Wednesday, July 4, 2012


While I was watching a Fourth of July parade today in Burien, Washington, I saw acts of patriotism. One of them was by someone who identified herself as part of Occupy West Seattle, an Occupy movement in the nearby neighborhood of the city of Seattle. She was handing out flyers pointing out what her group thought were problems about the sustainability of our economy. This is the other act:

Image credit: Cujo359

I don't know if the young lady was part of Occupy West Seattle, or some other organization. For all I know, she was part of the local TEA Party. Doesn't matter.

The Fourth of July is a celebration of the signing of the seminal document of this country - the Declaration of Independence. It was a radical act that shaped not only this nation, but the world. Our country was born in rebellion, and it's been in turmoil much of the time since. Ending slavery, bringing about organized labor and the rise of the middle class, trying to bring equality to racial, gender, and religious minorities didn't happen because the leaders of the country just decided to do them one day. They were brought about because ordinary Americans made sure our leaders knew it was in their interests to get them done.

Protesting a perceived injustice is as American as it gets. The day I see an Independence Day parade that doesn't have something like this is the day I know we're no longer fit to call ourselves free.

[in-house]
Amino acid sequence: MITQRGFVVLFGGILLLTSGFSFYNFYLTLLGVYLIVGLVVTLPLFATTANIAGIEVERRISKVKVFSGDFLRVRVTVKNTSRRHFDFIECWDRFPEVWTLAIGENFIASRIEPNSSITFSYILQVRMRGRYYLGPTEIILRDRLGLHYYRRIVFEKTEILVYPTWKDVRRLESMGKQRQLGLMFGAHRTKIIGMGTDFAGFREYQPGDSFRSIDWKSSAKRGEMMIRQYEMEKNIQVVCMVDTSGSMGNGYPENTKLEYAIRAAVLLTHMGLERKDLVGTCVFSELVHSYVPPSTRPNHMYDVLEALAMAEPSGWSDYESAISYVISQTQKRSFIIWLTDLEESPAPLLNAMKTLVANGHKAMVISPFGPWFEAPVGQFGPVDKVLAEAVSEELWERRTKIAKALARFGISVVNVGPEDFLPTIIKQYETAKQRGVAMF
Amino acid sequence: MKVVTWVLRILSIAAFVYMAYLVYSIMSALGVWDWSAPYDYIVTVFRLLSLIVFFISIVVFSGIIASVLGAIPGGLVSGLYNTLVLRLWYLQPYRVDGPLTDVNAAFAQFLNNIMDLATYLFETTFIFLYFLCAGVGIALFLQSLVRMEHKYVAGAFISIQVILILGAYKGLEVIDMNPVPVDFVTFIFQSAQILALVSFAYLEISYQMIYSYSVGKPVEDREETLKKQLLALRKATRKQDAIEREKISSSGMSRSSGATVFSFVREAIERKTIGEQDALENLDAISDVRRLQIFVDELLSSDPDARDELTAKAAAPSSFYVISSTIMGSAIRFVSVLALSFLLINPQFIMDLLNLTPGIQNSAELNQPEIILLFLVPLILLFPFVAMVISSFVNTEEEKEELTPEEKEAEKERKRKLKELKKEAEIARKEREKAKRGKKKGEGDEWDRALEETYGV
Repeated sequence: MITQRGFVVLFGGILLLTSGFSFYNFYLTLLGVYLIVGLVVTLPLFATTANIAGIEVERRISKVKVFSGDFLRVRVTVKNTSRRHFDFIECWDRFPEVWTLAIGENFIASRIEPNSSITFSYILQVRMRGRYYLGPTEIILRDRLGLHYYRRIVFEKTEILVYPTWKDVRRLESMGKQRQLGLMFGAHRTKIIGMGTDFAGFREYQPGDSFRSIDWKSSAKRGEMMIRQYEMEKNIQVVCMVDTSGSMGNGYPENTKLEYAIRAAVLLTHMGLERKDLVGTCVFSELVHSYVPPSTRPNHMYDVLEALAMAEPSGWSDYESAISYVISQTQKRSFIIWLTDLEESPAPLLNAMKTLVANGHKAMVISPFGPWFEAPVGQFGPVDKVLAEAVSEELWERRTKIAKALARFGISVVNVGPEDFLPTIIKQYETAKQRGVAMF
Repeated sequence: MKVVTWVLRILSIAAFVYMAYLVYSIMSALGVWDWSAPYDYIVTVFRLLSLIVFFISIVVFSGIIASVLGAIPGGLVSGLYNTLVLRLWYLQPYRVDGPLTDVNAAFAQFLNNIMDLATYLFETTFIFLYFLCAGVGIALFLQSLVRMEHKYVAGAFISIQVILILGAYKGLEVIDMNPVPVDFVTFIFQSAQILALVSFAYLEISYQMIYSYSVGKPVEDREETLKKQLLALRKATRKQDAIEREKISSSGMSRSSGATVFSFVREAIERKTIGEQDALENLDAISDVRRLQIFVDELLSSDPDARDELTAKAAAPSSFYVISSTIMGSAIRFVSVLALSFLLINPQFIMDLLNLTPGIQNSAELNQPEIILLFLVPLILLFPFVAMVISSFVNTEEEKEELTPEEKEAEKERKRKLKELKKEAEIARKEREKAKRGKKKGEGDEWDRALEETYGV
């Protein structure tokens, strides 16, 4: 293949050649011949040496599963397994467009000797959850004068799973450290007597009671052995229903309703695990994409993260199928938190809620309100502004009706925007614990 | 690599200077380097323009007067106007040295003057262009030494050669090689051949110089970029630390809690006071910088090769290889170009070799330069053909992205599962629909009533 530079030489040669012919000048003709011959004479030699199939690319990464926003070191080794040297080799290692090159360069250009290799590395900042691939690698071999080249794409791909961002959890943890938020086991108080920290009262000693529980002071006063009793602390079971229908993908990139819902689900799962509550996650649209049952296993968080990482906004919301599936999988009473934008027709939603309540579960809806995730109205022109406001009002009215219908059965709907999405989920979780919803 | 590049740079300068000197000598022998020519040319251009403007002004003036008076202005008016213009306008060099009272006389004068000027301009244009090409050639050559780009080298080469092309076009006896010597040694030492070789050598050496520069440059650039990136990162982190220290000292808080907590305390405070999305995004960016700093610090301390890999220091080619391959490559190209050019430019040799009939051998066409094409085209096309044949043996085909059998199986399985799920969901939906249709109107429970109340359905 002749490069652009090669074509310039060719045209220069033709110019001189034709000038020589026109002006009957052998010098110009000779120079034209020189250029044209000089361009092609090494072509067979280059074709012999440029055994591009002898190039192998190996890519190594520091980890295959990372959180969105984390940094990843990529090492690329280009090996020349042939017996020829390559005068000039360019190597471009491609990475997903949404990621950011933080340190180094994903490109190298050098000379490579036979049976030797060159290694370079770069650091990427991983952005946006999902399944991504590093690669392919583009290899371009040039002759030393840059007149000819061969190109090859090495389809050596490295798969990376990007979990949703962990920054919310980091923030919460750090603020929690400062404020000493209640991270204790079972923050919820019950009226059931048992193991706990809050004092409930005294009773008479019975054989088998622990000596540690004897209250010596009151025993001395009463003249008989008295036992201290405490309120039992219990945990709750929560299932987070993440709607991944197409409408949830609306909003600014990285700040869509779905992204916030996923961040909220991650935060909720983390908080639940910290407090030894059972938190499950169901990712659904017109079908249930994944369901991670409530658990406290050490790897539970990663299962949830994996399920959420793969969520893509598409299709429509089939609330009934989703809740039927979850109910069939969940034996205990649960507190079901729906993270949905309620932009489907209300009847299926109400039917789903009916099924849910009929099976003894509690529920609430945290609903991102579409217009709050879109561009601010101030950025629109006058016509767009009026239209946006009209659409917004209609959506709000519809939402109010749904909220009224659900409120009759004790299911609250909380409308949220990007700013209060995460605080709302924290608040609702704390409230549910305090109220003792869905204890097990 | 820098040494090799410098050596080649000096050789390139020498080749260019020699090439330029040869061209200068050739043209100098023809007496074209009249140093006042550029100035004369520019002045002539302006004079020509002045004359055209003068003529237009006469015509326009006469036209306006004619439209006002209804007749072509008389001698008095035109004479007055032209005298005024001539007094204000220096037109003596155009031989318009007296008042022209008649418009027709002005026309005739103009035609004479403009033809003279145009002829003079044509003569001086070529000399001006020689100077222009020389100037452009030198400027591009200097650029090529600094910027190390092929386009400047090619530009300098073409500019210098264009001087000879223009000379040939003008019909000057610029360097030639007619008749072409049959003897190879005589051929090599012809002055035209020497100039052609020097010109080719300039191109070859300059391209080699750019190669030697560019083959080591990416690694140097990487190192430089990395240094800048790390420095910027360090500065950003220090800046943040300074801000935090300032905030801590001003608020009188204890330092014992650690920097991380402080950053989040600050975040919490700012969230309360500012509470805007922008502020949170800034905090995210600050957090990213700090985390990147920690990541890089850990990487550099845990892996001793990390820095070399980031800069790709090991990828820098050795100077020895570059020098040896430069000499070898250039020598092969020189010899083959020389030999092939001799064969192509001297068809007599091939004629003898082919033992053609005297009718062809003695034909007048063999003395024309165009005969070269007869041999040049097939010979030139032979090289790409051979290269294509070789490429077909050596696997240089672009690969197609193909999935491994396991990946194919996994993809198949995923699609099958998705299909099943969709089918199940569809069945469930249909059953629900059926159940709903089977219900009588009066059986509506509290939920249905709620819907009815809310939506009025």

Paul Sunstone said...

I couldn't agree more with you, Cujo. But I worry -- and perhaps you do too -- about the sort of false patriotism which ever supports the master. It seems to me that sort of "patriotism" has always been with us, but is nowadays amplified by Right Wing echo chamber.

Cujo359 said...

That's one of the reasons I wrote this, Paul. Back during the Cold War, it was pretty common for people to be criticized for protesting - whether it was the war in Vietnam, racial injustice, or economic injustice. It may be worse today, but it's something that has been around for a long time. The irony that what they demand of Americans is the exact opposite of freedom has always been lost on them, but if we stop saying so I fear that many more will begin to believe they're right.

Paul Sunstone said...

I agree the message needs repeating. Frankly, I often think I don't do my fair share of work getting the word out. Sometimes I go weeks without posting a thing about politics. I think every voice helps.

Cujo359 said...

You provide a place where people discuss ideas, which is a very important thing. Not everyone is cut out to be an Internet scold. ;)